Friday, 14 March 2014

Review: Sorcery!


It's been a long wait for Sorcery! to make the transition from iOS to Android but the wait is finally over, so it's time to grab your sword and step into the Old World.


In a world where Tin Man Games are monopolising the gamebook-to-mobile conversions, and with excellent results, it's difficult for another developer to come along and throw their hat in the ring. But Inkle Studios have done just that with a new take on Steve Jackon's lo-fi magnum opus Sorcery! It's not a re-invention of the wheel, but it's damned well close.

"It's not a re-invention of the wheel, but it's damned well close"

Anyone familiar with the original Sorcery! books will know what a vast undertaking a digital conversion is going to be. For the first time we're treated to a sprawling epic gamebook that feels more epic in scope than, say, Forest of Doom or Island of the Lizard King. The books, beginning with The Shamutanti Hills, acted as an overarching story akin to the Fabled Lands books, where the same adventurer would continue their quest throughout four tomes.

The first in the series, which Sorcery! covers right now, follows the adventurer through to Khare, the infamous Cityport of Traps. The story goes that you, the brave adventurer, are searching for the legendary Crown of Kings, which takes you through the Shamutanti Hills. This is a place riddles with death, where evil creatures stalk the land and any moment could be your last. Your destination is Mampang Fortress, a citadel in High Xamen.

"Purists may be disappointed by the lack of dice in the game"

The major difference between Inkle Studios' version of a gamebook and everyone else's is their user interface. Here, you don't have pages to flip through. Instead, the game is played over a detailed map of the area, dragging your character to certain flags representing locations and events. These are often in lieu of the traditional options asking you which page you need to turn to. It almost feels like a boardgame merged with a gamebook, but it works well.



Text comes is small chunks rather than reams of writing, appearing smoothly on the screen when you select from the options you are offered. This works well for the mobile format, offering a beautiful and satisfying way to digest the story as you play.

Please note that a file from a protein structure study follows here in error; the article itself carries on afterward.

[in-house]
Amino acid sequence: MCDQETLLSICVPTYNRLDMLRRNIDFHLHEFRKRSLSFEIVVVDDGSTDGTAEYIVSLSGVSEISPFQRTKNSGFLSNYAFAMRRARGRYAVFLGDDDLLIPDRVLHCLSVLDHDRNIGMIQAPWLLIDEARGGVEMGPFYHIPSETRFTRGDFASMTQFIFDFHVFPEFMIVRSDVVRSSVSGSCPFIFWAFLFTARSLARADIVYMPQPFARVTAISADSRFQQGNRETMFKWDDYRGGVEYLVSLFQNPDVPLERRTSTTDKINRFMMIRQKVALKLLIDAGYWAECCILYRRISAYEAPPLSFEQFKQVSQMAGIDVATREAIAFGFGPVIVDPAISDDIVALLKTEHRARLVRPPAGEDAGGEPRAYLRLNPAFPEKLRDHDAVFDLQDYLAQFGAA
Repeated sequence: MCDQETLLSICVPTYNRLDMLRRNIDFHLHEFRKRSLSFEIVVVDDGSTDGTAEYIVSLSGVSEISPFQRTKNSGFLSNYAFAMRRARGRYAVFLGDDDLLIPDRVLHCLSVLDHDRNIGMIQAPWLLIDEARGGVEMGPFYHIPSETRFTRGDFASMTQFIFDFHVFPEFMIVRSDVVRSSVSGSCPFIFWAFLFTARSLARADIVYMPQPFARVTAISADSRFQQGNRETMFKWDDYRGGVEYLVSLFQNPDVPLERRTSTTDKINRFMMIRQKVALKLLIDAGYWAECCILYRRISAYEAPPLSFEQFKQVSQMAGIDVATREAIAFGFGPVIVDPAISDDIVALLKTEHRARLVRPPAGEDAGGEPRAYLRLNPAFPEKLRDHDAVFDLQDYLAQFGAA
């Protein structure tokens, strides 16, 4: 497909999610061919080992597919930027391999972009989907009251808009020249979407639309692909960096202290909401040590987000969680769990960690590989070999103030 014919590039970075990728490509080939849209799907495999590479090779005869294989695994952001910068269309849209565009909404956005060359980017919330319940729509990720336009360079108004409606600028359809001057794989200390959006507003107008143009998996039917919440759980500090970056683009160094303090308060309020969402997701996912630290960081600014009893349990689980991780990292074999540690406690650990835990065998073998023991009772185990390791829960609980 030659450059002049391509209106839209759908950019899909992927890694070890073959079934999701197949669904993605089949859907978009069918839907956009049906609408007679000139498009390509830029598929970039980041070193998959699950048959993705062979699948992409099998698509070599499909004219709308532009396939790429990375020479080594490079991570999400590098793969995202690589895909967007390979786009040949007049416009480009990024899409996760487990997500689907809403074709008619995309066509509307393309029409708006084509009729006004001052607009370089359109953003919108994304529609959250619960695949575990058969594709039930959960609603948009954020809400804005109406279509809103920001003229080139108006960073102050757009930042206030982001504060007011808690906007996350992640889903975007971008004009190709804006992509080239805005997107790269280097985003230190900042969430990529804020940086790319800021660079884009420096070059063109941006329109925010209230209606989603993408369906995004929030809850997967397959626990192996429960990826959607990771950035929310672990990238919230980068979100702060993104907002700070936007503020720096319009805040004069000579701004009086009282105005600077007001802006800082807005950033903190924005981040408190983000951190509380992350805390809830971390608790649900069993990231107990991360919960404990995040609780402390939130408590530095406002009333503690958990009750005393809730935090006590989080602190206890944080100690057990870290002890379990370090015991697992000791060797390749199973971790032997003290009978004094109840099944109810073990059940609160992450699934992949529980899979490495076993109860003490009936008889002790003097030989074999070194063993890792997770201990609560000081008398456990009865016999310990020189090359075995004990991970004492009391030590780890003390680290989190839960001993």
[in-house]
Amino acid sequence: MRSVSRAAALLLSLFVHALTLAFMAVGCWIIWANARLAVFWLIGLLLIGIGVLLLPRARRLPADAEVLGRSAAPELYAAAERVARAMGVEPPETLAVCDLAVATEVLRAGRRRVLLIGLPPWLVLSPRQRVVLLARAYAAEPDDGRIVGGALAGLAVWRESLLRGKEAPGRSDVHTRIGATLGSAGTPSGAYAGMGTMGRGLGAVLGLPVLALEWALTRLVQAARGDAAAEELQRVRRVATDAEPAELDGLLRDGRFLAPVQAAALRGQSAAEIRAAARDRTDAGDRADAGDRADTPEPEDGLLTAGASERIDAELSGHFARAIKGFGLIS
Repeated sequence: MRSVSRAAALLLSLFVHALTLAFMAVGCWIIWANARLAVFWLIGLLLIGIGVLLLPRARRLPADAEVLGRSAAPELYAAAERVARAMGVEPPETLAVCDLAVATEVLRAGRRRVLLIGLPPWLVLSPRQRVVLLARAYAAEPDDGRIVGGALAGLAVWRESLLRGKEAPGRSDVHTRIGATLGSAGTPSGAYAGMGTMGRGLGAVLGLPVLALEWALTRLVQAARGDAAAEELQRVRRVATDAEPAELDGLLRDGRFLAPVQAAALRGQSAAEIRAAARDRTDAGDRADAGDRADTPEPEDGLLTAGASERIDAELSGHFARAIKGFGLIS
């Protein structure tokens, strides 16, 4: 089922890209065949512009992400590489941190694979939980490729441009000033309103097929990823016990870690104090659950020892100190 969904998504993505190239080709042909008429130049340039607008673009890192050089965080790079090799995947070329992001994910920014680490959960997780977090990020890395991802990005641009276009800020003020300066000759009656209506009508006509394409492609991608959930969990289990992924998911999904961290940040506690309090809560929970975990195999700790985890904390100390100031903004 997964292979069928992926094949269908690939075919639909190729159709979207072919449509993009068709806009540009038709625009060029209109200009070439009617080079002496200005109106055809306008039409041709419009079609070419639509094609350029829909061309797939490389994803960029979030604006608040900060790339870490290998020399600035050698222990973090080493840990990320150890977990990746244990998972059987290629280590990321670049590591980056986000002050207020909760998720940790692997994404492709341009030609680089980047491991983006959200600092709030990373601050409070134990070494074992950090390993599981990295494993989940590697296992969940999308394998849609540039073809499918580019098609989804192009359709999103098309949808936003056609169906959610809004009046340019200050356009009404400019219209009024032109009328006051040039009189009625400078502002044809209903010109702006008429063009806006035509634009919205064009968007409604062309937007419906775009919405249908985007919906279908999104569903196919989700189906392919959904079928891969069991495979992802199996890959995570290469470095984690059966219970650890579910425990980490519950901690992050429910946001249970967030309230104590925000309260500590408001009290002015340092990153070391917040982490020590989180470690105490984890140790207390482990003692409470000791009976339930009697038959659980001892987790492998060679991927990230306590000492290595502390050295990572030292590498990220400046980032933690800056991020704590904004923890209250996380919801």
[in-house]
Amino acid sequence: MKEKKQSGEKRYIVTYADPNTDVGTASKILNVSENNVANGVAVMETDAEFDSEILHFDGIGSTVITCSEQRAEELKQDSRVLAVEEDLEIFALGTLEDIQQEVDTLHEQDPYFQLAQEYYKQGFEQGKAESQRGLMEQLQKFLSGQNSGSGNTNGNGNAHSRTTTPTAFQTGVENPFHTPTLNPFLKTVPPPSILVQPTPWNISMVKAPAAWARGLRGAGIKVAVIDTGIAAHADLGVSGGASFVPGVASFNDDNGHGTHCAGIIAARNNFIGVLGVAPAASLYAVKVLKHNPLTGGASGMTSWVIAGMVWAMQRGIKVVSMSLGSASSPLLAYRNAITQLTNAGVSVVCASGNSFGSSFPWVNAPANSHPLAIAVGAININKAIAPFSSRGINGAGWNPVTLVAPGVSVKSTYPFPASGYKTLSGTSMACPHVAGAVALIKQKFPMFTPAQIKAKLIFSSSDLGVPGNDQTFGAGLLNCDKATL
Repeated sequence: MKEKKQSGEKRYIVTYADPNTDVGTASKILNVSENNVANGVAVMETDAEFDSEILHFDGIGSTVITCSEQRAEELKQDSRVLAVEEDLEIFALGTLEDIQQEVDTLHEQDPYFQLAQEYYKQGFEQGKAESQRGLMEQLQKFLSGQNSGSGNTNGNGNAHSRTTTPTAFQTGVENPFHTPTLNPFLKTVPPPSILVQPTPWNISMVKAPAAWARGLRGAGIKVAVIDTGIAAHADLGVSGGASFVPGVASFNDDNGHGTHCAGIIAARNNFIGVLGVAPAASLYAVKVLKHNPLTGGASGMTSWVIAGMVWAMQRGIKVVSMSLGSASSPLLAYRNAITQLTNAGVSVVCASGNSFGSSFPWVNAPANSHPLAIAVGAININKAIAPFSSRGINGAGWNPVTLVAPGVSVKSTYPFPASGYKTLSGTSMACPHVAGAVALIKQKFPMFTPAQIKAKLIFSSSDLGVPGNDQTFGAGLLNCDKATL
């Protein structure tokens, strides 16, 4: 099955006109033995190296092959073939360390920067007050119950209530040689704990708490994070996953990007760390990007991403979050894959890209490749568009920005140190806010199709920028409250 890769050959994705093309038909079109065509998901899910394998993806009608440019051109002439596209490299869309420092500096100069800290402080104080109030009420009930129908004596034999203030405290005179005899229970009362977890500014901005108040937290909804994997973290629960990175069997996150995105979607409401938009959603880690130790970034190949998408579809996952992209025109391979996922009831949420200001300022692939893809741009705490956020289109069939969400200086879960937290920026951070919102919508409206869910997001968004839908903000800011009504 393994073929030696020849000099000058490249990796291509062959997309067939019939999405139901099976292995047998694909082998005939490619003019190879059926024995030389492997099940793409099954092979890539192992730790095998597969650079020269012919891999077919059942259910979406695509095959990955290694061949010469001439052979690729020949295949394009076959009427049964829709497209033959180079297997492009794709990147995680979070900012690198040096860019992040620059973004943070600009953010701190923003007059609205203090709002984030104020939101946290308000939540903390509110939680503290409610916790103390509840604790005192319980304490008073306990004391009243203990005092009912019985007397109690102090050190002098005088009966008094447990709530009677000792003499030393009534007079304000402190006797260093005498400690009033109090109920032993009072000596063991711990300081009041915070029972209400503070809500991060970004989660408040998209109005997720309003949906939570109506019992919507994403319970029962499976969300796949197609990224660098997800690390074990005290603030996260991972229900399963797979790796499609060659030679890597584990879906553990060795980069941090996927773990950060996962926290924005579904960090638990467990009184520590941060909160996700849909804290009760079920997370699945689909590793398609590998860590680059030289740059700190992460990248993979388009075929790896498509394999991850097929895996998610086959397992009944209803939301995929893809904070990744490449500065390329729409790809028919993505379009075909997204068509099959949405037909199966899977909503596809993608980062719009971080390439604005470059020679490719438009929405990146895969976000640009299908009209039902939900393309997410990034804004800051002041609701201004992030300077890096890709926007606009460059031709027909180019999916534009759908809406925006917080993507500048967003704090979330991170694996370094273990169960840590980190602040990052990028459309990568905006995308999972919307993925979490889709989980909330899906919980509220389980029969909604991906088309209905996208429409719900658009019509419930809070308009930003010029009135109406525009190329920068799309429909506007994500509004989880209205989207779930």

Purists may be disappointed by the lack of dice in the game. Instead of rolling a pair of trusty bones, Sorcery! opts for a more strategic approach, setting you against your opponent in a duel. It's a game of second-guessing your enemy, using the description of their mannerisms to predict how they are going to attack. You and your opponent each have an attack power slider, which you can increase or decrease depending on the force of your attack. If it looks like they are going in for a particularly violent attack, it would be prudent to defend and save your attack power for a more opportune moment. Defending replenishes your attack power, allowing you to push for a more devastating thrust when your opponent is looking vulnerable. Big hits mean more damage, but the game makes you think about how you will play it, making for a fun, tactical diversion. Each bout of combat throws up a nice description too, making what could have been a relatively boring fight much more visceral.

"Sound plays a key role on Sorcery!"

When you're not smacking goblins around you'll be traversing the wild land of the Old World. Sound plays a key role on Sorcery! creating an immersive atmosphere not yet explored by other digital gamebooks. You will hear crows caw and hear the sweeping waves slosh against the rocks as you journey every onward towards your destination.

Because there are no pages, there is no more using your fingers as bookmarks to turn back in case you do something you shouldn't have. Instead, the game allows you to replay from each location, meaning that death really isn't such a big deal as it was in the games. 


An aspect that Steve Jackson introduced to the Sorcery! series was the magic system, which revolved around a system of keywords that were to be memorised in order to execute them. The acronym spells are back in the digital version, but with a mini-game implemented in order to use them. At certain moments in the game you will be able to cast a spell, which involves selecting three letters from a nebulous cloud. It's a simple mechanic and one that doesn't feel particularly engaging. If they changed combat so dramatically then it would have been a better idea to have a completely different magic system involving the same amount of strategy put into fights. As it stands it seems quite throwaway.

But for an app that's going to set you back a few quid, it's nothing to sniff at. Inkle have done a fantastic job of realising the Sorcery! world through a unique lens, keeping things fast-paced and tactical rather than just a dice fest. More customisation would have been a bonus, and the magic system is far too simple, but all-in-all Sorcery! is a great realisation of a classic gamebook.

8.0